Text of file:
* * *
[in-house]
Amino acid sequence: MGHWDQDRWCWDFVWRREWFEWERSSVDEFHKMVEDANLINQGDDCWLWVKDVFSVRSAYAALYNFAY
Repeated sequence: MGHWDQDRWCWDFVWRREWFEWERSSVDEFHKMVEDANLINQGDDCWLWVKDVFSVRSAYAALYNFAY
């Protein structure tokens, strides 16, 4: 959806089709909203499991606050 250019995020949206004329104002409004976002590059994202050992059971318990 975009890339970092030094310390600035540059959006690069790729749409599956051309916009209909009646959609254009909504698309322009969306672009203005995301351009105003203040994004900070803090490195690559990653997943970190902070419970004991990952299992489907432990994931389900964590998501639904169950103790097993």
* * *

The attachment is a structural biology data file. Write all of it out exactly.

[in-house]
Amino acid sequence: MGHWDQDRWCWDFVWRREWFEWERSSVDEFHKMVEDANLINQGDDCWLWVKDVFSVRSAYAALYNFAY
Repeated sequence: MGHWDQDRWCWDFVWRREWFEWERSSVDEFHKMVEDANLINQGDDCWLWVKDVFSVRSAYAALYNFAY
């Protein structure tokens, strides 16, 4: 959806089709909203499991606050 250019995020949206004329104002409004976002590059994202050992059971318990 975009890339970092030094310390600035540059959006690069790729749409599956051309916009209909009646959609254009909504698309322009969306672009203005995301351009105003203040994004900070803090490195690559990653997943970190902070419970004991990952299992489907432990994931389900964590998501639904169950103790097993």